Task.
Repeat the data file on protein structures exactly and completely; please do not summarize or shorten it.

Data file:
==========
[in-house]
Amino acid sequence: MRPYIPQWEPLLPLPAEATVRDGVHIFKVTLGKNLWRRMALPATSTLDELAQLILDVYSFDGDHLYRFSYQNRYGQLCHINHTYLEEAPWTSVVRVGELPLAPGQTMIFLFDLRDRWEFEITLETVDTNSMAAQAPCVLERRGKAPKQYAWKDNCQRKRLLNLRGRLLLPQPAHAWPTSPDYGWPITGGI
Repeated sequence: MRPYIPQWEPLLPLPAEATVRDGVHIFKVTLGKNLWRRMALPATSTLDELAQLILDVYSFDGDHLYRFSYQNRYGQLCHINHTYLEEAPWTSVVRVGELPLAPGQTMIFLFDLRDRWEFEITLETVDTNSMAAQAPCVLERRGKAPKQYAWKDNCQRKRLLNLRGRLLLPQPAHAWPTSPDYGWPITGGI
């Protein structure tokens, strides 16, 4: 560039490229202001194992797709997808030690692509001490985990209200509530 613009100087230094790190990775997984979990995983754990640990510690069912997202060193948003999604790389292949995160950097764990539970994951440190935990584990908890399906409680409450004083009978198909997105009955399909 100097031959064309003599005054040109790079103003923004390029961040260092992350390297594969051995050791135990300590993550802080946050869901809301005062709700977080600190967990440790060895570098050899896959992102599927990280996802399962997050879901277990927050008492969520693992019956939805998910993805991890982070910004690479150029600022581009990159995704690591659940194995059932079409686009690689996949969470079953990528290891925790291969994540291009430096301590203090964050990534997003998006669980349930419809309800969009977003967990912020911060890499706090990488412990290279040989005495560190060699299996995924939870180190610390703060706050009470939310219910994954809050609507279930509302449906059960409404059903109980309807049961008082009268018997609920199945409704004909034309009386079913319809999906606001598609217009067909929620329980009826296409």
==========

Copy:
[in-house]
Amino acid sequence: MRPYIPQWEPLLPLPAEATVRDGVHIFKVTLGKNLWRRMALPATSTLDELAQLILDVYSFDGDHLYRFSYQNRYGQLCHINHTYLEEAPWTSVVRVGELPLAPGQTMIFLFDLRDRWEFEITLETVDTNSMAAQAPCVLERRGKAPKQYAWKDNCQRKRLLNLRGRLLLPQPAHAWPTSPDYGWPITGGI
Repeated sequence: MRPYIPQWEPLLPLPAEATVRDGVHIFKVTLGKNLWRRMALPATSTLDELAQLILDVYSFDGDHLYRFSYQNRYGQLCHINHTYLEEAPWTSVVRVGELPLAPGQTMIFLFDLRDRWEFEITLETVDTNSMAAQAPCVLERRGKAPKQYAWKDNCQRKRLLNLRGRLLLPQPAHAWPTSPDYGWPITGGI
């Protein structure tokens, strides 16, 4: 560039490229202001194992797709997808030690692509001490985990209200509530 613009100087230094790190990775997984979990995983754990640990510690069912997202060193948003999604790389292949995160950097764990539970994951440190935990584990908890399906409680409450004083009978198909997105009955399909 100097031959064309003599005054040109790079103003923004390029961040260092992350390297594969051995050791135990300590993550802080946050869901809301005062709700977080600190967990440790060895570098050899896959992102599927990280996802399962997050879901277990927050008492969520693992019956939805998910993805991890982070910004690479150029600022581009990159995704690591659940194995059932079409686009690689996949969470079953990528290891925790291969994540291009430096301590203090964050990534997003998006669980349930419809309800969009977003967990912020911060890499706090990488412990290279040989005495560190060699299996995924939870180190610390703060706050009470939310219910994954809050609507279930509302449906059960409404059903109980309807049961008082009268018997609920199945409704004909034309009386079913319809999906606001598609217009067909929620329980009826296409």